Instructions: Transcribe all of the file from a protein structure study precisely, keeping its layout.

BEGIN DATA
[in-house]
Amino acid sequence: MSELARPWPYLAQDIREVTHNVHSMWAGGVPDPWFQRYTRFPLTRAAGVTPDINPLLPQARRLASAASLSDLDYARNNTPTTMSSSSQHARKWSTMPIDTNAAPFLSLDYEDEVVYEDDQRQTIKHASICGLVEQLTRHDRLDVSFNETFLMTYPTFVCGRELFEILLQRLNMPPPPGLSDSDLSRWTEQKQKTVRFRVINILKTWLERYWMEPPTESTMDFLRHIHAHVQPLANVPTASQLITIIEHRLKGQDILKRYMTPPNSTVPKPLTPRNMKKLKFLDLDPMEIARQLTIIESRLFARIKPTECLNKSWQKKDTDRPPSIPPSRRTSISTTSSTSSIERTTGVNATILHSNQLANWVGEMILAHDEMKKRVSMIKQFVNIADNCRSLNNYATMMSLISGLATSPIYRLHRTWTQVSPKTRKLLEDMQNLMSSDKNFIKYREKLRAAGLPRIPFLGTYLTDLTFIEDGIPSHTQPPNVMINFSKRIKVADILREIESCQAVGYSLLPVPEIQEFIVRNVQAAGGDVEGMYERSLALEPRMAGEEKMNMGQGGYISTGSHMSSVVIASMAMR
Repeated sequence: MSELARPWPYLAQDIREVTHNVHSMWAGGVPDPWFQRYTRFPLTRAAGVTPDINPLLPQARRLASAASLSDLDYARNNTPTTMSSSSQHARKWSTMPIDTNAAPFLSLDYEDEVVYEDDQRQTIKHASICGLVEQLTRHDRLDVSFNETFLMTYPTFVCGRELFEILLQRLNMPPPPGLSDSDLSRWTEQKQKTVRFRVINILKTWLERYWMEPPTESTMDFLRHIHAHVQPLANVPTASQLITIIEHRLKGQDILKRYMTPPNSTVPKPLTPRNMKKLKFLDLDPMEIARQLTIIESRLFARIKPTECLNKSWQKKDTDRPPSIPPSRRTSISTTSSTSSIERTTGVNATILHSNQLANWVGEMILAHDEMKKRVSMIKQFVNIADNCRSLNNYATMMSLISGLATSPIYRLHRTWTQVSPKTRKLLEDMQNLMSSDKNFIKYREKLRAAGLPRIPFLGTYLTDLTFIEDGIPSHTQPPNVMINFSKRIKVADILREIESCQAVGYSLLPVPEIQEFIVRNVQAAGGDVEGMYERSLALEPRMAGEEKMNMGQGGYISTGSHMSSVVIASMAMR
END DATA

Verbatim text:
[in-house]
Amino acid sequence: MSELARPWPYLAQDIREVTHNVHSMWAGGVPDPWFQRYTRFPLTRAAGVTPDINPLLPQARRLASAASLSDLDYARNNTPTTMSSSSQHARKWSTMPIDTNAAPFLSLDYEDEVVYEDDQRQTIKHASICGLVEQLTRHDRLDVSFNETFLMTYPTFVCGRELFEILLQRLNMPPPPGLSDSDLSRWTEQKQKTVRFRVINILKTWLERYWMEPPTESTMDFLRHIHAHVQPLANVPTASQLITIIEHRLKGQDILKRYMTPPNSTVPKPLTPRNMKKLKFLDLDPMEIARQLTIIESRLFARIKPTECLNKSWQKKDTDRPPSIPPSRRTSISTTSSTSSIERTTGVNATILHSNQLANWVGEMILAHDEMKKRVSMIKQFVNIADNCRSLNNYATMMSLISGLATSPIYRLHRTWTQVSPKTRKLLEDMQNLMSSDKNFIKYREKLRAAGLPRIPFLGTYLTDLTFIEDGIPSHTQPPNVMINFSKRIKVADILREIESCQAVGYSLLPVPEIQEFIVRNVQAAGGDVEGMYERSLALEPRMAGEEKMNMGQGGYISTGSHMSSVVIASMAMR
Repeated sequence: MSELARPWPYLAQDIREVTHNVHSMWAGGVPDPWFQRYTRFPLTRAAGVTPDINPLLPQARRLASAASLSDLDYARNNTPTTMSSSSQHARKWSTMPIDTNAAPFLSLDYEDEVVYEDDQRQTIKHASICGLVEQLTRHDRLDVSFNETFLMTYPTFVCGRELFEILLQRLNMPPPPGLSDSDLSRWTEQKQKTVRFRVINILKTWLERYWMEPPTESTMDFLRHIHAHVQPLANVPTASQLITIIEHRLKGQDILKRYMTPPNSTVPKPLTPRNMKKLKFLDLDPMEIARQLTIIESRLFARIKPTECLNKSWQKKDTDRPPSIPPSRRTSISTTSSTSSIERTTGVNATILHSNQLANWVGEMILAHDEMKKRVSMIKQFVNIADNCRSLNNYATMMSLISGLATSPIYRLHRTWTQVSPKTRKLLEDMQNLMSSDKNFIKYREKLRAAGLPRIPFLGTYLTDLTFIEDGIPSHTQPPNVMINFSKRIKVADILREIESCQAVGYSLLPVPEIQEFIVRNVQAAGGDVEGMYERSLALEPRMAGEEKMNMGQGGYISTGSHMSSVVIASMAMR